Woodstock: The History and Legacy of America?s Most Famous Music Festival

Charles River Editors

Published by CreateSpace Independent Publishing Platform, 2014
ISBN 10: 1496178297 / ISBN 13: 9781496178299
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Synopsis: *Includes pictures.
*Explains how the festival was put together and highlights the performances.
*Includes footnotes and a bibliography for further reading.

"We were ready to rock out and we waited and waited and finally it was our turn...there were a half million people asleep. These people were out. It was sort of like a painting of a Dante scene, just bodies from hell, all intertwined and asleep, covered with mud. And this is the moment I will never forget as long as I live: a quarter mile away in the darkness, on the other edge of this bowl, there was some guy flicking his Bic, and in the night I hear, 'Don't worry about it John. We're with you.' I played the rest of the show for that guy." – John Fogerty of Creedence Clearwater Revival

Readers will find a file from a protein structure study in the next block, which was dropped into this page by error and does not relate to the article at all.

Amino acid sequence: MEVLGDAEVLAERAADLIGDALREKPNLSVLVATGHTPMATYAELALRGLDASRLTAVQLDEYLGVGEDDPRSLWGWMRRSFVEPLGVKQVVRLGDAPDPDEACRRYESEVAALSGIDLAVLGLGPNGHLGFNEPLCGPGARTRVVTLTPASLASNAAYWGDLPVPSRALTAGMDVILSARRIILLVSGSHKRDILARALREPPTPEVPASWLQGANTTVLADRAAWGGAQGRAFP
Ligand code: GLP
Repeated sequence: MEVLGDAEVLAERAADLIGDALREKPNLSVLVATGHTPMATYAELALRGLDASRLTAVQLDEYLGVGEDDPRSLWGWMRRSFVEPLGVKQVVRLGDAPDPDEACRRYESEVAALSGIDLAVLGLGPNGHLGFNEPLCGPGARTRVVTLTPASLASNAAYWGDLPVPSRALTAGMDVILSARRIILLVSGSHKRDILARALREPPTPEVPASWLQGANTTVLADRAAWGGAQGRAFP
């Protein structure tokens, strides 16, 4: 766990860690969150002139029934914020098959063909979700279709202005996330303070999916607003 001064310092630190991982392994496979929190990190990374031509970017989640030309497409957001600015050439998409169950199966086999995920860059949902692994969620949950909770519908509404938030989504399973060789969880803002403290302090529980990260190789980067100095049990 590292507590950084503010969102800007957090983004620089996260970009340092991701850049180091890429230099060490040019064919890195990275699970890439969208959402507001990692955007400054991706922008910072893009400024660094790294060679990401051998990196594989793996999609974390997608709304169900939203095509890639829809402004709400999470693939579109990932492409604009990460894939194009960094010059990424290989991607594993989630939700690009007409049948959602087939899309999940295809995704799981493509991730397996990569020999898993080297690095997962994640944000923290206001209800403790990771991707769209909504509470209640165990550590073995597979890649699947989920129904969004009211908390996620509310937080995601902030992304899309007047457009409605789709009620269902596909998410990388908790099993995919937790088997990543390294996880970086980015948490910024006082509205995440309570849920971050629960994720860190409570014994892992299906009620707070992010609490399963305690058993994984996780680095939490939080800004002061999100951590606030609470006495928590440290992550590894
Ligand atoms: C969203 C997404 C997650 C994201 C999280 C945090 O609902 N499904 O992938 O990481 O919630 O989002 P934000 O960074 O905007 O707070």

Woodstock, more accurately entitled the Woodstock Music Festival; An Aquarian Exposition: Three Days of Peace and Music, represents one of the most enduring symbols of the Youth Movement of America’s late 1960s and early ‘70s. As the public pinnacle of that social phenomenon, the giant festival that overwhelmed a section of an upstate New York farm for a week during a time of national and international upheaval evolved from a typical speculative financial venture to a defining historical monument thanks to the legendary performances by many of the era’s greatest musicians.